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GoDaddy Goes Down, Anonymous Claims Responsibility 483

An anonymous reader writes "A member of the Anonymous hacktivist group appears to have taken down GoDaddy with a massive Distributed Denial of Service (DDoS). The widespread issue seems to be affecting countless websites and services around the world, although not for everyone. is down, but so are some of the site's DNS servers, which means GoDaddy hosted e-mail accounts are down as well, and lots more. It's currently unclear if the servers are being unresponsive or if they are completely offline. Either way, the result is that if your DNS is hosted on GoDaddy, your site may also look as if it is down, because it cannot resolve."
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GoDaddy Goes Down, Anonymous Claims Responsibility

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  • by Bryansix ( 761547 ) on Monday September 10, 2012 @03:23PM (#41291633) Homepage
    Now you jerk faces are affecting actual Interstate commerce on a massive scale. My own website is down. If you didn't get the attention of the FBI before, you have it now.
  • by logicassasin ( 318009 ) on Monday September 10, 2012 @03:27PM (#41291687)

    I guess somewhere down the line we may get an answer, but I really have to wonder: Why GoDaddy?

  • by Bryansix ( 761547 ) on Monday September 10, 2012 @03:31PM (#41291749) Homepage
    What information are you basing this one? GoDaddy itself does not appear down. This appears to be a DNS exploit. That would put .... oh I don't know... every single host on earth at risk.
  • by JDG1980 ( 2438906 ) on Monday September 10, 2012 @03:32PM (#41291765)

    Events like this further underline why we need a new secure, distributed DNS system, one that is not subject to tampering by either Anonymous or ICE. Yes, there's a huge installed base issue to deal with, but DNS is falling apart, and if things continue the way they have been, the Internet may be completely balkanized across national lines in a few more years.

  • by yooy ( 1146753 ) on Monday September 10, 2012 @03:38PM (#41291881)
    By chance GoDaddy holds one of my domain since several days for ransom. Expiration date is tomorrow and they wont release it and delaying, reviewing, delaying. Requesting me to write them from an email under the domain name, not realizing that I am already doing this and they actually answering me to an email under the exact domain name. I guess to force me to renew with them due to the expiration date is their goal. Well, they manged. I have to renew today and now I can't even do that. The review60 team at GoDaddy is a class of its own. Besides shooting elephants, half naked girls and SOPA support, they just show unorthodox, unprofessional, possibly illegal business practices. DO NOT DO BUSINESS WITH THEM! (The DOS attack is not their fault)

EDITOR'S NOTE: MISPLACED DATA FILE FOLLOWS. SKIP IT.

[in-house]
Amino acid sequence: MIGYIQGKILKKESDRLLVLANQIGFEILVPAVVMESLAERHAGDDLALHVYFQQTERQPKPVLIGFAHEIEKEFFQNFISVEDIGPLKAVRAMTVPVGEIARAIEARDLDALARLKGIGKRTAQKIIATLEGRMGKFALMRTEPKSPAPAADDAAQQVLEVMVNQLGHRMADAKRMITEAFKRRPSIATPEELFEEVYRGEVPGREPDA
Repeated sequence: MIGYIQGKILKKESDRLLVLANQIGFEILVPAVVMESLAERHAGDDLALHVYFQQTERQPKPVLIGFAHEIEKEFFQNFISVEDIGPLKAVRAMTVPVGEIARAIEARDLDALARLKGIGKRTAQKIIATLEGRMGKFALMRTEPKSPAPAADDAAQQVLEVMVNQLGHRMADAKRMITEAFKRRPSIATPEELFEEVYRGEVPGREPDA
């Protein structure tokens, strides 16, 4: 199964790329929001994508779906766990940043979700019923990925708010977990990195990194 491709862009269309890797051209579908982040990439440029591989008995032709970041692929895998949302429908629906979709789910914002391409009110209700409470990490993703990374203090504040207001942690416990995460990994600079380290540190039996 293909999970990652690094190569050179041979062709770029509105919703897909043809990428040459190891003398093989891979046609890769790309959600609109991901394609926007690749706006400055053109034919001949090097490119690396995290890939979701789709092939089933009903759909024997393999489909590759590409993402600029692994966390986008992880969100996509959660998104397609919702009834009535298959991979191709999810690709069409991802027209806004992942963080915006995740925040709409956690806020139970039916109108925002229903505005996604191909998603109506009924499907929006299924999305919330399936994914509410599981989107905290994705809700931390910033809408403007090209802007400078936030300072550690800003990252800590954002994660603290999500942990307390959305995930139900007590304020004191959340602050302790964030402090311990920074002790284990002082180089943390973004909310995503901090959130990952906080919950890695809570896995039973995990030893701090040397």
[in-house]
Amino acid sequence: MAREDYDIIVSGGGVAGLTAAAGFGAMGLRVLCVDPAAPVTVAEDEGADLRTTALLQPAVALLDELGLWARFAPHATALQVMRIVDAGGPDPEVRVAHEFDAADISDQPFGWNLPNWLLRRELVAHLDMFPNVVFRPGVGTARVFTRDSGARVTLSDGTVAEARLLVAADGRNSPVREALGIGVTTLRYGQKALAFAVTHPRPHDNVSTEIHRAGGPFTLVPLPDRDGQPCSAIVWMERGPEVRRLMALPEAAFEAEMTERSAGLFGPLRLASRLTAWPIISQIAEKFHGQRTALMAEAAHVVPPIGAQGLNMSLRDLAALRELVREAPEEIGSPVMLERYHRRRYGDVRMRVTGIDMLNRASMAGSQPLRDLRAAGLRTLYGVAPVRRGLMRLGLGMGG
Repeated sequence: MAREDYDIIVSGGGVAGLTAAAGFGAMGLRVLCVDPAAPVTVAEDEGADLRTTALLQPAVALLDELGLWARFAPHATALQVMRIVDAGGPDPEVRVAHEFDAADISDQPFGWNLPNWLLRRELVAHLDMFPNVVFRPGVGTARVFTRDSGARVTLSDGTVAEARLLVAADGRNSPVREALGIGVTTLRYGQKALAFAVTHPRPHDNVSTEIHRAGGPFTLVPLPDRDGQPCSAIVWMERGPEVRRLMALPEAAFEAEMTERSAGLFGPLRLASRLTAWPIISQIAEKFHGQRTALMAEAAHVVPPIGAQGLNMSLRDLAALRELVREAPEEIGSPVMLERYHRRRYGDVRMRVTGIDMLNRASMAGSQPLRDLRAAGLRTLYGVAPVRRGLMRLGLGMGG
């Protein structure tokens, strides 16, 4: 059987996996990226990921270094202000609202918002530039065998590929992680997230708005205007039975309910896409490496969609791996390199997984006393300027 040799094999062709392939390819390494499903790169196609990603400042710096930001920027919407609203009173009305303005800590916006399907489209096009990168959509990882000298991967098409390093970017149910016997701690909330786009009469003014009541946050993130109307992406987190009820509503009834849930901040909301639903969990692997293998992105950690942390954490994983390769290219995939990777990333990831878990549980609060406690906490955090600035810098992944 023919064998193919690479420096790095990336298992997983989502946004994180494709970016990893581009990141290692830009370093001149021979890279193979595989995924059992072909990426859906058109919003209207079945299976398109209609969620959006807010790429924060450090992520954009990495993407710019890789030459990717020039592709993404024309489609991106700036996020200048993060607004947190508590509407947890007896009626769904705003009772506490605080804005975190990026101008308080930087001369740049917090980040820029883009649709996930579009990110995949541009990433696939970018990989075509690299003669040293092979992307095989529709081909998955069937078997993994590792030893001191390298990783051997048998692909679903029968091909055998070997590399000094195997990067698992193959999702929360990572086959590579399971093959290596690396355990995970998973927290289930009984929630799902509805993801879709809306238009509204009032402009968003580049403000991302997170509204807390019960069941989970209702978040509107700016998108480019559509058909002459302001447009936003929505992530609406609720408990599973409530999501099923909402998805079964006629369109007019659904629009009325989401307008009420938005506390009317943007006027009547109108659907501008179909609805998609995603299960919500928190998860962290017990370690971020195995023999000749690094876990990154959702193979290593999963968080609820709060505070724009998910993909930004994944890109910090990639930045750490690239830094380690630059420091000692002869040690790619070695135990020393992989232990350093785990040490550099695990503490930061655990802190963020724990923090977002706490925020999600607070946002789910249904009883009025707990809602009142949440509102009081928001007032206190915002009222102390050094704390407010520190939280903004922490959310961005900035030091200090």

• by i286NiNJA ( 2558547 ) on Monday September 10, 2012 @03:39PM (#41291887) Journal

    Good work! Stand by GoDaddy, pay for expensive web hosting of low quality with a long track record of bad security and customer fucking. If more people were like you folks wouldn't be so quick to shit on the little guy.

  • by achbed ( 97139 ) <sd&achbed,org> on Monday September 10, 2012 @03:45PM (#41291979) Homepage Journal

    On top of that, you didn't read the TOS from GoDaddy. That allows *them* to turn your site off on a whim without prior notice. This might just be the hackers turning on the built-in kill switch for every GoDaddy site simultaneously.

  • by Marble68 ( 746305 ) on Monday September 10, 2012 @03:51PM (#41292085) Homepage

    So a bunch of non-profit groups I support are down thanks to these "activists".
    SOPA opposition, "ends justify the means even if it means f*cking over everyone with our scorched earth actions", and the "if you were stupid enough to be supporting our enemy then you are just collateral damage because we are so right we're justified in harming you to make a point" aside, I don't think it will win them many fans.

  • by Cinder6 ( 894572 ) on Monday September 10, 2012 @03:53PM (#41292113)

    Well, it explains why my podcast app didn't update my favorite podcast--just ran a whois to confirm that they're hosted on GoDaddy.

    What's obnoxious about something like this is that the attack isn't likely to get the attention of the general public. Most people will see their favorite site is down, say "Aw, shucks," and check again later. The news likely won't even mention this, what with election season going on and giving them better yellow journalism fodder. The people who will know the reason why some of their favorite sites are down are like those here on Slashdot: The same people that already dislike GoDaddy.

    I'm not saying that protest is a bad thing--far from it. But ineffective protest is. All this attack accomplishes is to hurt the little guy--the people who use GoDaddy.

    But maybe I'm wrong. Maybe GoDaddy's customers will all jump ship because of this. I doubt it, though.

  • by Bob9113 ( 14996 ) on Monday September 10, 2012 @04:20PM (#41292477) Homepage